Latest Products

What you need to Know about Mandatory Breach Reporting

Monday 29 May 2017

With the Privacy Amendment (Notifiable Data Breaches) Bill 2016 on mandatory breach reporting being approved, organisations must now ensure they are ready for the privacy legislation amendments to go live early next year.

GRC Professional talks to Madgwicks Partner, Dudley Kneller, about what this means for organisations and their compliance programs—particularly when it comes to technological developments.

What is Mandatory Breach Reporting?
“New legislation is being proposed and has finally been approved by the senate,” Kneller said. “However, it has taken a couple of different attempts at it, over a couple of years. The concept was first introduced back in 2007, by the then Democrats leader, Natasha Stott Despoja.”

Due to come into effect on 18 February 2018, the amendment will apply to all organisations subject to the existing Privacy Act; thus, it is really a bolster to those existing obligations.

“It is an additional set of obligations that will strengthen existing Australian Privacy Principle APP 11,” Kneller explained. “It introduces the concept that organisations are now required to notify a set of individuals, and the commissioner, in the event of an eligible data breach.”

The amendment aims to improve outcomes regarding the disclosure, interference or loss of information that could cause serious harm to an individual—such as a financial loss or psychological impact.

 “It wouldn’t necessarily cover people just for being upset their information has been disclosed.”

What does the notice need to say?

It must:

  • State which organisation has been affected
  • Explain the issue
  • Outline what steps have been  taken to remedy the issue
  • Outline the steps customers must take to protect themselves.
Other guidance
Organisations may:

  • Contact users directly
  • Contact a particular group of users
  • Make publications in a national newspaper
  • Make notifications online (on social media or company website).
What are the exceptions?
“There are exceptions in the notification requirements that are consistent with the exceptions in the existing Privacy Act,” Kneller said. “There are exceptions related to law enforcement. If the organisation is involved in some kind of law enforcement activity, then there is no mandatory obligation to notify. If the organisation has taken reasonable steps to remedy the breach within the requisite period of time, then it also doesn’t need to notify.”

“I think this might be a little bit of a thorny issue,” Kneller explained, “because that is an exception organisations will want to be able to rely on. This probably the most controversial part of the new legislation.”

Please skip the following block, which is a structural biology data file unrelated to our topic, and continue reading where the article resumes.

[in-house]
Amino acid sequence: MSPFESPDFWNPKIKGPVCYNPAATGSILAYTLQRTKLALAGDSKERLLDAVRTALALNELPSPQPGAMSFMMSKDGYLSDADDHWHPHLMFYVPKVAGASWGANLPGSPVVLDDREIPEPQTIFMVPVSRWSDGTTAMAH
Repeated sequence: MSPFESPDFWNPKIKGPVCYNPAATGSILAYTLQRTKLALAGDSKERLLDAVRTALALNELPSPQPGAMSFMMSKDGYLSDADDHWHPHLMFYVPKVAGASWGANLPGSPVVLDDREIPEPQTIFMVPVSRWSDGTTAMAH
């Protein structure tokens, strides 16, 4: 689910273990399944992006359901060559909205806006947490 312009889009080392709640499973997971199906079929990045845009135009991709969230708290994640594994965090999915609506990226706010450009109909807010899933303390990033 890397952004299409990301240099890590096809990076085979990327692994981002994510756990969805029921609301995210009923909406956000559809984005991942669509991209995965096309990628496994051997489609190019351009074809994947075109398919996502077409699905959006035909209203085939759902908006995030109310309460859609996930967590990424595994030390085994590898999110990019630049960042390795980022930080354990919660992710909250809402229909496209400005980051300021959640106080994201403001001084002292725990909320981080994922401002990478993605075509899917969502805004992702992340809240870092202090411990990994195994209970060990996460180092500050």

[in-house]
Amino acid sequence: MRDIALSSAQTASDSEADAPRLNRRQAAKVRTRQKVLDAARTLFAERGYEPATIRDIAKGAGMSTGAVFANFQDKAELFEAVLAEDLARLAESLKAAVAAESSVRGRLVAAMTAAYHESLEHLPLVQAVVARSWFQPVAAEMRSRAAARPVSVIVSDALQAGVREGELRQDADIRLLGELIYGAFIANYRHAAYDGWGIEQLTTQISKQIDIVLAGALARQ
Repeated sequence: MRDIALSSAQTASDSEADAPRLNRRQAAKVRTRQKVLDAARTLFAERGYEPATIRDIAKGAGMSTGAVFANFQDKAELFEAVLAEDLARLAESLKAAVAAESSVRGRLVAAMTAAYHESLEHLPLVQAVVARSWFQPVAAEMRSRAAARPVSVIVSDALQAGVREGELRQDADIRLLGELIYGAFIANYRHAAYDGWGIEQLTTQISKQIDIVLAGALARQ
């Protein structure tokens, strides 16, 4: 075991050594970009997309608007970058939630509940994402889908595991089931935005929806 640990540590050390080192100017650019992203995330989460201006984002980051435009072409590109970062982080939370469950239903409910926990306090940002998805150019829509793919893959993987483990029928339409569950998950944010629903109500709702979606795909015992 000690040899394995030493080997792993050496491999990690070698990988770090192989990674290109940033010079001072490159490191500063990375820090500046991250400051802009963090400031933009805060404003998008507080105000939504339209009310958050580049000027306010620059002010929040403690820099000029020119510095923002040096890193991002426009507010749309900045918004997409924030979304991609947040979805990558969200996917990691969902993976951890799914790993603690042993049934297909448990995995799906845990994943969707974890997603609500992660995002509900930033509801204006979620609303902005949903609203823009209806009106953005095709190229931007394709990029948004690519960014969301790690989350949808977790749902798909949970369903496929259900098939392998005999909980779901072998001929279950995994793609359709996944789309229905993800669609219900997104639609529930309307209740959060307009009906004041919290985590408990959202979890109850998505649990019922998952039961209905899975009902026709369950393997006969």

The Information Commissioner, Timothy Pilgrim, has published guidelines around managing data breaches.

However, “We would expect they will update those response data breach guidelines to cover these mandatory breach notification obligations,” Kneller said.

While a guide on how to handle
data breaches already exists, Kneller hopes the new guides on mandatory breach reporting will be released before the law becomes active.

Potential compliance challenges?
“The issue with breach events is that, sometimes, they evolve over time, and it is not clear at what point an event starts and stops,” Kneller said. “So it can be a bit of a line-ball call to make those decisions not to notify, and obviously, organisations are worried about reputation.”

One advantage to notification, however, is that it can help organisations to be more up-front and transparent with their customers. The result of this is a customer-focussed culture, which—after all—can only be an aid to those in the compliance space.


Dudley Kneller is a technology lawyer with a speciality in privacy, social media and strategic sourcing and supply projects.  He has more than 18 years’ experience practising across Australia, Europe and the UK and has worked on projects based in a number of countries including the Philippines, India, Russia and throughout South America.
Dudley is listed as one of a group of leading Technology, Media, and Telecommunications lawyers for Melbourne in Doyle’s Guide for 2015 and 2016.
More information can be found in a whitepaper authored by Kneller entitled 
Australia’s New Mandatory Data Breach Notification Laws.